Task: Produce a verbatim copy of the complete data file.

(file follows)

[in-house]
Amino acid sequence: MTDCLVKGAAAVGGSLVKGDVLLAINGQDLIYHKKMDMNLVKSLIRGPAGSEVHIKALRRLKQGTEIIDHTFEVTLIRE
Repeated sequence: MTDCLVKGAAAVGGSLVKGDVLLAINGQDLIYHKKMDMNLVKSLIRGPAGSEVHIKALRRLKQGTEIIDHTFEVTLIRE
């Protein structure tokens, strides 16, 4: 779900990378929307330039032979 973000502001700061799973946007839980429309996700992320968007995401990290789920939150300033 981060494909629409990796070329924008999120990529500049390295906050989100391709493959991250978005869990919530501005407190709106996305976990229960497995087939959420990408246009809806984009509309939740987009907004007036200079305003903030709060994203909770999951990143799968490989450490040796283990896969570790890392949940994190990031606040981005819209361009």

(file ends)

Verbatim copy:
[in-house]
Amino acid sequence: MTDCLVKGAAAVGGSLVKGDVLLAINGQDLIYHKKMDMNLVKSLIRGPAGSEVHIKALRRLKQGTEIIDHTFEVTLIRE
Repeated sequence: MTDCLVKGAAAVGGSLVKGDVLLAINGQDLIYHKKMDMNLVKSLIRGPAGSEVHIKALRRLKQGTEIIDHTFEVTLIRE
């Protein structure tokens, strides 16, 4: 779900990378929307330039032979 973000502001700061799973946007839980429309996700992320968007995401990290789920939150300033 981060494909629409990796070329924008999120990529500049390295906050989100391709493959991250978005869990919530501005407190709106996305976990229960497995087939959420990408246009809806984009509309939740987009907004007036200079305003903030709060994203909770999951990143799968490989450490040796283990896969570790890392949940994190990031606040981005819209361009």